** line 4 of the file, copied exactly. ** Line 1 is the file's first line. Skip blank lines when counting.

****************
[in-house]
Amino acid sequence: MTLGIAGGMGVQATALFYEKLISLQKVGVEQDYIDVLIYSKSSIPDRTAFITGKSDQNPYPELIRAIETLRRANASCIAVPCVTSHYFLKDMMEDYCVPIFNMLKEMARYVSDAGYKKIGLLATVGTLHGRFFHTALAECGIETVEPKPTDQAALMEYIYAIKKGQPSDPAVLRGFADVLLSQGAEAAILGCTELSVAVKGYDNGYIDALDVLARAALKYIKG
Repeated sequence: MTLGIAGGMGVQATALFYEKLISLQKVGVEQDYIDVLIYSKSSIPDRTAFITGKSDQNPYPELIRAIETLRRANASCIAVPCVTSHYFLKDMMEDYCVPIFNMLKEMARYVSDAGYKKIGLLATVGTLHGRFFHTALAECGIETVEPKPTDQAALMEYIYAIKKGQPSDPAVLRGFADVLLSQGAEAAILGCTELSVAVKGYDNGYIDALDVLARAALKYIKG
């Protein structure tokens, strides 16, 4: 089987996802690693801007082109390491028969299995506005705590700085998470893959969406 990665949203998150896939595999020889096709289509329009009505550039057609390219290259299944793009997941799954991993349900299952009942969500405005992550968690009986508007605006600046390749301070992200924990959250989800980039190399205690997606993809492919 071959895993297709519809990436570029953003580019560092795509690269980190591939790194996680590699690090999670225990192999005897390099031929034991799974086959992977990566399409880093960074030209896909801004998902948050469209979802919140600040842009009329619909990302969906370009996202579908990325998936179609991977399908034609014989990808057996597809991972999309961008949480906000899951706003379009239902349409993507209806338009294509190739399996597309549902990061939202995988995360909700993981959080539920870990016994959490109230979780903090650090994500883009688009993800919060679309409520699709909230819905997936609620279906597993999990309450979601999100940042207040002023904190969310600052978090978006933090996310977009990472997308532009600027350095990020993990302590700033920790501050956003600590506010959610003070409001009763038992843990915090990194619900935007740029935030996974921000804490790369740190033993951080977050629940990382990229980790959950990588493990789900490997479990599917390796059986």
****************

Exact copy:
């Protein structure tokens, strides 16, 4: 089987996802690693801007082109390491028969299995506005705590700085998470893959969406 990665949203998150896939595999020889096709289509329009009505550039057609390219290259299944793009997941799954991993349900299952009942969500405005992550968690009986508007605006600046390749301070992200924990959250989800980039190399205690997606993809492919 071959895993297709519809990436570029953003580019560092795509690269980190591939790194996680590699690090999670225990192999005897390099031929034991799974086959992977990566399409880093960074030209896909801004998902948050469209979802919140600040842009009329619909990302969906370009996202579908990325998936179609991977399908034609014989990808057996597809991972999309961008949480906000899951706003379009239902349409993507209806338009294509190739399996597309549902990061939202995988995360909700993981959080539920870990016994959490109230979780903090650090994500883009688009993800919060679309409520699709909230819905997936609620279906597993999990309450979601999100940042207040002023904190969310600052978090978006933090996310977009990472997308532009600027350095990020993990302590700033920790501050956003600590506010959610003070409001009763038992843990915090990194619900935007740029935030996974921000804490790369740190033993951080977050629940990382990229980790959950990588493990789900490997479990599917390796059986």